Students pass through Sather Gate on the UC Berkeley campus. Credit: Kelly Sullivan

When Biden’s student loan forgiveness program was announced in August, UC Berkeley senior Aaron Hill thought he would graduate with less than $1,000 in debt

Now, after the Supreme Court struck down the program Friday in a landmark 6-3 decision that ruled President Joe Biden overstepped his authority in creating the program without Congress’s approval, Hill is one of many Cal graduates suddenly staring down $20,000 in student loans.

“It weighs on my mind all the time — the burden of student loans,” he said. But “when it’s the only path, you just have to take the loans out. There’s hardly another option.”

About a third of students from the University of California take federal loans, fewer than those who earn degrees from private universities and for-profit colleges. That number drops to about 15% at UC Berkeley, where the median loan for undergraduates is about $13,000, according to data from the US Department of Education.

Some in the UC Berkeley community immediately criticized the decision, which came one day after the court voted to overturn affirmative action, and the same day it sided with a website designer who refused to work with a gay couple. 

 “Yesterday the Supreme Court made it harder for anyone who isn’t white to pursue higher education. Today the Court made it harder for anyone who isn’t rich,” Robert Reich, UC Berkeley at Goldman School of Public Policy, wrote on Twitter. “Are you seeing a pattern?”

The UC Office of the President released a statement saying it was “disappointed” with the Supreme Court ruling: “This historic relief program would have made a significant impact on the lives of college graduates, particularly for those from low-income backgrounds who are more likely to take on debt to complete their education.”

Berkeley Councilmember Rigel Robinson is saddled with debt from his Master’s degree in public policy at UC Berkeley. The news didn’t come as a surprise to Robinson, but the news was still a blow. 

“Some time ago, I had absolutely been planning my life and finances around the delivery of this debt forgiveness plan,” he said.

“This painful week of rulings is further proof that we can either reform the court or face a century of regression and lost progress as a country.”

Until the 1970s, tuition was free at the University of California, the DailyCal reported. An educational fee of $150 was introduced, and tuition rose from there, becoming an essential part of the university’s budget. Student debt rose, though the loans weren’t as steep compared to the state’s private schools.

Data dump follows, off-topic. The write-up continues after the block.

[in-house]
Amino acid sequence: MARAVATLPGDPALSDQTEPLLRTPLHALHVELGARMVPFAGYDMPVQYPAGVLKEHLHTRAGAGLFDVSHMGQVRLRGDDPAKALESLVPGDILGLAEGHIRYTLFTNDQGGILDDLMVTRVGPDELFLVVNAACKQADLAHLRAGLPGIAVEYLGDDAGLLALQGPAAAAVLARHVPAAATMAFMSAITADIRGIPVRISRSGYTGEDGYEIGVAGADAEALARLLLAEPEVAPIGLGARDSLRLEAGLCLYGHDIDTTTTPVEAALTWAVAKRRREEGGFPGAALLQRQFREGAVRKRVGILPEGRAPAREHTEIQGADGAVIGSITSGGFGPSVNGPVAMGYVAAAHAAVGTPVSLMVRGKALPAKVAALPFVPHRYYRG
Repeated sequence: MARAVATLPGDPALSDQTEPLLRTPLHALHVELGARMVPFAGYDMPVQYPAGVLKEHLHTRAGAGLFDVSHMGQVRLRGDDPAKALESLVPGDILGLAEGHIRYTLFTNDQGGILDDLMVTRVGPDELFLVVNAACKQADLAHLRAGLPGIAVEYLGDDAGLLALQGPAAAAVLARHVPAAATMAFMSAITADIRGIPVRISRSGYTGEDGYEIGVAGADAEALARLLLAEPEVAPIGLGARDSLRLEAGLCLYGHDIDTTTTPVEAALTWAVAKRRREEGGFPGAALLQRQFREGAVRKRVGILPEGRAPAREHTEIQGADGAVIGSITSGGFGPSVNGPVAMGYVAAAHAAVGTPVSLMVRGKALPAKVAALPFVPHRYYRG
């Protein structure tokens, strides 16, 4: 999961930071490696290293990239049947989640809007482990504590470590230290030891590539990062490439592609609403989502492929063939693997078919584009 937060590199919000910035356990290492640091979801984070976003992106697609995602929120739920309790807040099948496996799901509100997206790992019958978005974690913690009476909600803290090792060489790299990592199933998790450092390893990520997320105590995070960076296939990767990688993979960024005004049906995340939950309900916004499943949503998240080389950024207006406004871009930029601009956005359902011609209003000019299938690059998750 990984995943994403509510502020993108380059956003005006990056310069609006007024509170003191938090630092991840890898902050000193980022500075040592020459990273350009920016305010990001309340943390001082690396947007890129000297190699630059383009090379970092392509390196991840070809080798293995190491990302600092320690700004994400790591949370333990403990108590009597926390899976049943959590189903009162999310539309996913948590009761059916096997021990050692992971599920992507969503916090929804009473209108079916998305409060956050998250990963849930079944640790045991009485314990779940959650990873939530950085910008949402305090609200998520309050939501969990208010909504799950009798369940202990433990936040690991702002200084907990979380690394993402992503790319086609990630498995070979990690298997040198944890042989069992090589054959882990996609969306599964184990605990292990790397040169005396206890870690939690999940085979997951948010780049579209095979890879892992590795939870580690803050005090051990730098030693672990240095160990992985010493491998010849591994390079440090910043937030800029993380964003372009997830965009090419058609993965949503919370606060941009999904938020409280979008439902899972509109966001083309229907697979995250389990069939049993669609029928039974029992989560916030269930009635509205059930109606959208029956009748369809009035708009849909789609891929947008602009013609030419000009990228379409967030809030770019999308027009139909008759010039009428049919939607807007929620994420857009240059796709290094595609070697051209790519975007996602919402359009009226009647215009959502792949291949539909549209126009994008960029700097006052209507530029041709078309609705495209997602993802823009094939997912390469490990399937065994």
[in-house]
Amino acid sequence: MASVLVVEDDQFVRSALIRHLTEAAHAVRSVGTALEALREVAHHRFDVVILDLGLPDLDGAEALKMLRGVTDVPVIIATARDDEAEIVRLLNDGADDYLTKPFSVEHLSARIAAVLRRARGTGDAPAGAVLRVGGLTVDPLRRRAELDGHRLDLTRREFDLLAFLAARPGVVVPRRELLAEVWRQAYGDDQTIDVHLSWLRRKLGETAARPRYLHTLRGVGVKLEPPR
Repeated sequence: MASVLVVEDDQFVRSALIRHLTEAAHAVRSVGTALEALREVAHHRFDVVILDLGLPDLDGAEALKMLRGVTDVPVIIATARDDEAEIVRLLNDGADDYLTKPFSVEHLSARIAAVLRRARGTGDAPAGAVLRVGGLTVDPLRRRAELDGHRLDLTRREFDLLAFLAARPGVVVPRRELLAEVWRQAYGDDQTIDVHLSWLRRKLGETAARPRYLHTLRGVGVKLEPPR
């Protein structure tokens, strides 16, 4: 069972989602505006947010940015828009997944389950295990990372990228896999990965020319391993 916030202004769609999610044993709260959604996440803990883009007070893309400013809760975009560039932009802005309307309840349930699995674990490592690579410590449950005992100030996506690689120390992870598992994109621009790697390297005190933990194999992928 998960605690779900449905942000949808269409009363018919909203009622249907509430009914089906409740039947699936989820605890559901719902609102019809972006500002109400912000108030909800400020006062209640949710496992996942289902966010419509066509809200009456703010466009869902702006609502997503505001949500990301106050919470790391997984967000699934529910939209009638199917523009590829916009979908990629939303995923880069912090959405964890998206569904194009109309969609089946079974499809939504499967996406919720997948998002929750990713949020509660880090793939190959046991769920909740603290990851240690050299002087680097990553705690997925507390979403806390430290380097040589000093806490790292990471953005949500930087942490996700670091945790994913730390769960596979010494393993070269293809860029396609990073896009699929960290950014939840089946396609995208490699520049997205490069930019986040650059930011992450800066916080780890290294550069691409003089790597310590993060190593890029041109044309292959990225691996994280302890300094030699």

Students who attended the UC also have an easier time paying back their loans, defaulting at much lower rates than students who attended other universities, according to a report from the Public Policy Institute of California.

After a pandemic-related pause on monthly student loan payments, the first payment will be due Oct. 1. But there’s still a chance people could have their student loans forgiven in the future, or at least diminished.

The Biden administration announced it would challenge the decision under a different law, the Higher Education Act of 1965, though the new path could face similar legal challenges and end up before the same court again.

In the meantime, borrowers can enroll in an income-driven repayment plan, which is intended to set monthly loan payments at an affordable rate based on income and the number of people in your family. The latest draft of the plan could cut monthly payments by more than half, though it’s unclear how quickly the administration could get the system up and running. To find out if you’re eligible, visit the federal student aid website

After graduating from UC Berkeley in May, Hill began work as a public school teacher in Massachusetts through Teach for America. His plans to go to law school remain firm, though he questions whether he can afford the career in nonprofit law he wants. 

“I do hope to go back to school and rack up even more student debt,” Hill joked. 

Ally Markovich, who covers the school beat for Berkeleyside, is a former high school English teacher. Her work has appeared in The Oaklandside, The New York Times, Huffington Post and Washington Post,...